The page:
Design Postmortem

Once More Unto the Breach

One more time I want to say hello to anyone reading this and to my team we have done it we shipped the game! I am over the moon with what we have created and how smoothly it went. In this Final post, I will review my personal thought on how the semester went as a whole. That being what I thought was done correctly and what can be improved. I also will share the key points I learned over the course of making this game because there is a lot. Overall I want to keep this brief no reason to keep you here for long, reading this is the time you’re not playing the amazing game.

What Went Right

Let me first start off with the positive side of this project what contributed to it being so successful. First was the strong idea at the beginning I wanted to make a strategy game similar to the X-COM series but with a large twist, it’s in the Medival era. This changes more than people would initially think the removal of guns makes it so combat is always up close and cover is a null subject. With this strong idea in place, I got with my awesome producer Dylan and he made a plan for the start that held true until the end so his careful planning and management of resources made a stronger product. With his plan in place, we now had to truly get to know the team and every single person on the team had their own key skill that made them unique this allowed us to play to each advantage we had. With this crazy talented team, we fostered an environment of competition which is not always the best but we knew that it would only benefit us. Every single member of the team wanted to one-up the other by getting better work in faster this made it so we almost never had a time where new work wasn’t able to be shown. The last thing we did was allow everyone to at least speak up if they didn’t like the direction I was taking the game and let them pitch a change to a mechanic if I felt that their idea would only benefit we would plan to see if we had time to change and implement their suggestions. Lastly, we forced a programming style so all the code would stay consistent this allowed much more readability making crushing bugs a quick task.

What Went Wrong

Now for the not so pretty parts and they all fall on me. From the beginning, I had a strong idea but I didn’t plan to have a team that worked as fast as it did the scope was too small to start. Midway through production, we had to add a lot of features and assets just to pad out the time in the class. Game documentation was not updated enough and was not to the standard that it should have been when the game started production. When we would add new features it would take me weeks to add them to the documentation which made it so the more proactive members of the team would get confused because the words I would say wouldn’t reflect what was on the page. I also did not test things thoroughly so when we added new features and I gave the ok to put it to the main build there would be a lot of issues that popped up because instead of testing for ten minutes I would test for two and give the all-clear. The last main thing that went wrong was communication with other teams I wanted animation a certain way and that idea would go through two people before reaching the animator. That caused a lot of miscommunication when it came to what I wanted and we just started taking whatever we could get. Now from this, I did learn a great deal and one key thing that could have fixed the animations so I will share that in the next section.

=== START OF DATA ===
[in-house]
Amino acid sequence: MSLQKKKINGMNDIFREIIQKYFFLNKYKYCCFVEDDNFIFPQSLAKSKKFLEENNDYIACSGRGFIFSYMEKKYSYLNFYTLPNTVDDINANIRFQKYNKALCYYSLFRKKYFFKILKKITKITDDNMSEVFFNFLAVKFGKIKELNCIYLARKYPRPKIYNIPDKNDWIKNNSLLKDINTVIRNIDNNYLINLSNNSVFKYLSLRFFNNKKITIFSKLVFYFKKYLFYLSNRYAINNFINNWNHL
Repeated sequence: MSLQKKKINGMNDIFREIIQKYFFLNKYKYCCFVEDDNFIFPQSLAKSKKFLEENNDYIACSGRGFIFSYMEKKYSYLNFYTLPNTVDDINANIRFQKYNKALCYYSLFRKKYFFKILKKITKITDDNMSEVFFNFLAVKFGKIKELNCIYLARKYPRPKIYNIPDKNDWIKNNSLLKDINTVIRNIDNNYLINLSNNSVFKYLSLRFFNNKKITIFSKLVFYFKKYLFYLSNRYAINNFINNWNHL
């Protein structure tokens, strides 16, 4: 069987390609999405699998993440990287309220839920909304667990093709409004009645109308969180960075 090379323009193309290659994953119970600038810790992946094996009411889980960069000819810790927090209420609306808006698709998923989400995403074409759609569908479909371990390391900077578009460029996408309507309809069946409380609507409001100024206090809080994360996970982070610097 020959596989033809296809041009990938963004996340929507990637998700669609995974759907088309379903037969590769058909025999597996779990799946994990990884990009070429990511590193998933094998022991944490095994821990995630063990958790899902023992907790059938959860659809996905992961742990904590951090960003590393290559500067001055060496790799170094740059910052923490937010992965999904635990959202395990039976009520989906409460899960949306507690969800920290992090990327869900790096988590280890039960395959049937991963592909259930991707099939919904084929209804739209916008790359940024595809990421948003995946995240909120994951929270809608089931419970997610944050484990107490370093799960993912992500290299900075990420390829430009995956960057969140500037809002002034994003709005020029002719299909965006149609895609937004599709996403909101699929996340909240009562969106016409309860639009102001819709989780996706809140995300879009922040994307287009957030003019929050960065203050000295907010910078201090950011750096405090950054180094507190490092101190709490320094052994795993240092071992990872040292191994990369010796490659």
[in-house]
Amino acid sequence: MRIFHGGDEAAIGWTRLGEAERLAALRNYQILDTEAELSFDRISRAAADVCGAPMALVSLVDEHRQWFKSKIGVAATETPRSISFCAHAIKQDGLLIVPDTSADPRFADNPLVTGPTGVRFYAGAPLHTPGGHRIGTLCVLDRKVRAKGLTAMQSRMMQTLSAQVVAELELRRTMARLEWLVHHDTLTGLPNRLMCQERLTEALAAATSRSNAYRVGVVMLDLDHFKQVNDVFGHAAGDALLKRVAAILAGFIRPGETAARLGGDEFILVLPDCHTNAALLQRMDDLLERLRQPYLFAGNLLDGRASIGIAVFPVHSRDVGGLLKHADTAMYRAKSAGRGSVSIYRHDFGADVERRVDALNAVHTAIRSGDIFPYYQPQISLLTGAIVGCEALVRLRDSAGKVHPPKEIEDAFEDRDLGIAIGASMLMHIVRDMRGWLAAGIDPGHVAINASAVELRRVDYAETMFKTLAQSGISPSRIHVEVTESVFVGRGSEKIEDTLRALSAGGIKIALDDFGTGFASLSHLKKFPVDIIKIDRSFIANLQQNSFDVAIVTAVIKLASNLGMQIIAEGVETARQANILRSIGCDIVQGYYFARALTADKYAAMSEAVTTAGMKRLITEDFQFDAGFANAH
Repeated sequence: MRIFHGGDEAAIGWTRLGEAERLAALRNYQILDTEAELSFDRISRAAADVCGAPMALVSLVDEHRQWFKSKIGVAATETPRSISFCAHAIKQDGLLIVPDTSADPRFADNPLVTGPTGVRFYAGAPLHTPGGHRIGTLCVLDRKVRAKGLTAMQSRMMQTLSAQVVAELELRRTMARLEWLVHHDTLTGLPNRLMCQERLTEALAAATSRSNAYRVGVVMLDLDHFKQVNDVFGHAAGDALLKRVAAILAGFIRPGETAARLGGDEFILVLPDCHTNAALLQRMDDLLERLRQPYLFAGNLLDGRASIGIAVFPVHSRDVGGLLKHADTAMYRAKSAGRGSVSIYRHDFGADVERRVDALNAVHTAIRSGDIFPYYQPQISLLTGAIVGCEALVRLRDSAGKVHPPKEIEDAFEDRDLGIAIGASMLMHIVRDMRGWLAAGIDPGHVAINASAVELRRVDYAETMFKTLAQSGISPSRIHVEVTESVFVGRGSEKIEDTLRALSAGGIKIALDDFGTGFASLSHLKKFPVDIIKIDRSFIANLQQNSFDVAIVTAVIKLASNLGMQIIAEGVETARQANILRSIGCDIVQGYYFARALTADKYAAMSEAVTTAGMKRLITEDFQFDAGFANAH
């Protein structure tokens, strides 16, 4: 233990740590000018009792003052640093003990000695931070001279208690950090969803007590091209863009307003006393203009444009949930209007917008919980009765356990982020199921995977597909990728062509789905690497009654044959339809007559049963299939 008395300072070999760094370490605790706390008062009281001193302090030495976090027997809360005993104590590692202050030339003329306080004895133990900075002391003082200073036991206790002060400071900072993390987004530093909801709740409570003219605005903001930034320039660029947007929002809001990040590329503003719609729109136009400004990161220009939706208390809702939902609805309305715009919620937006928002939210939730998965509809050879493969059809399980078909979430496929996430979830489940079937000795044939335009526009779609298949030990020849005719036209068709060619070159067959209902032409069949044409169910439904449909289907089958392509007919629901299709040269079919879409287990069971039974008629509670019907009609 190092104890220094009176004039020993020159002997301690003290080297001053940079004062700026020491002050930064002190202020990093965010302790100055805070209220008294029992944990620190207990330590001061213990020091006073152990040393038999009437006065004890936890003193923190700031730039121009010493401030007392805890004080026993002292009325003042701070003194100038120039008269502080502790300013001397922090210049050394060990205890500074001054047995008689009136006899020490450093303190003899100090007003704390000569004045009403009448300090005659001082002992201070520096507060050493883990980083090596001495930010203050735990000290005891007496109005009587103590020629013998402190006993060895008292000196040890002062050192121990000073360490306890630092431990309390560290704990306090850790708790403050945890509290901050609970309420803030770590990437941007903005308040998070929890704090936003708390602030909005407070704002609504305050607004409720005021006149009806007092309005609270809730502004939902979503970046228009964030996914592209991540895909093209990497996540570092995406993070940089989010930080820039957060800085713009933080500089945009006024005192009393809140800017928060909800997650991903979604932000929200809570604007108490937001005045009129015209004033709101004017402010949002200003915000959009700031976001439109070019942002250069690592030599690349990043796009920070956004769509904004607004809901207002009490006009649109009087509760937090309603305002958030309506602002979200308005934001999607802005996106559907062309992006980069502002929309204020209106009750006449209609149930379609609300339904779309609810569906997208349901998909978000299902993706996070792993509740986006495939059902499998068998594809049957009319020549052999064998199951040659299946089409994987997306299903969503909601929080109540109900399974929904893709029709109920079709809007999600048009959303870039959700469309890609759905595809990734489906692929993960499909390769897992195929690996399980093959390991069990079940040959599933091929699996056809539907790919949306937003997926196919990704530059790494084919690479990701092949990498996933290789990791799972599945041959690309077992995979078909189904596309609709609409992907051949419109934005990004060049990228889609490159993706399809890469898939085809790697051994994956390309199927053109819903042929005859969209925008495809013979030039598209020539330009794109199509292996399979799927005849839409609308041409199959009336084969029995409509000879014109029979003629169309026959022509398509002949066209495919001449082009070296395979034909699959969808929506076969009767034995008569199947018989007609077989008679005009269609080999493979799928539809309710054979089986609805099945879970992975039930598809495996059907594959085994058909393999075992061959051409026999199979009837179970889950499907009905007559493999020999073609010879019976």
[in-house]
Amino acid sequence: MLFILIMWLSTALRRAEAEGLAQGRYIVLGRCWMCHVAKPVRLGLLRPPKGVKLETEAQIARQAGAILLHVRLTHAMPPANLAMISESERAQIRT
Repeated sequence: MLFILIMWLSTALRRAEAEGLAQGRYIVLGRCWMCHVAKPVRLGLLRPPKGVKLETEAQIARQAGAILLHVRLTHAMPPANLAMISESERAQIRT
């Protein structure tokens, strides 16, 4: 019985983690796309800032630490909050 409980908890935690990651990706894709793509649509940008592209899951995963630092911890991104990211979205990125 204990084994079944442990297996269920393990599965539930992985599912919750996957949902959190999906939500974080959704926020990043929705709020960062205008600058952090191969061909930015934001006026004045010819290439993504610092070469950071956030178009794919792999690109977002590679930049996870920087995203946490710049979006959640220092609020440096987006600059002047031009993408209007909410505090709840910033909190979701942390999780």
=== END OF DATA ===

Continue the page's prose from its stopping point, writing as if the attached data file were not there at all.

What I Gained

This section by far could be 30 pages but no one will read that so let us keep to the promise of this being short. “So that animation fix Alex how do you fix that?” well thank you for asking kind fellow and the answer is short and sweet REFERENCE give them more references, not just a text with what you want. Going back I would record every single little thing I would want for each animation and send it to them to add some flair to it this would make it so there is much less of a disconnect and moving forward this is how I plan on doing it for all animations. Another thing I think I truly understand now is that being in a position of leadership your work type that being how you work and present yourself reflect greatly on your team. This is something that I have been told time and time again but never understood until now. I understand a lot more about how workflow connects now being it from concept to model to texture and rigging finally animation it is a fascinating process and I know as a lead way I can make this go faster next time. My leadership skills have improved greatly as well being able to organize and prioritize has been a huge thing this semester and without this class, I couldn’t have done it. The biggest thing I learned over this project is how much you can make with so small of a team, TEN, ten core people directly working together on this project and I could not be happier with how it turned out from them.

Final Words 

All in all this project was a huge success on almost every account. We didn’t get to animate the enemies which sucks but can see ways to avoid this next time. This was my first time being a designer and I loved every minute of it. This project has made me want to lead more projects and that’s what I plan on doing with my last semester. This class gives us the opportunity to work on a game a second semester although I would love to keep working on parasitic I think it is time to call this one closed and open up new possibilities. I am so proud of what this team has accomplished and I can not wait to see what everyone makes in the future. 

Get Parasitic

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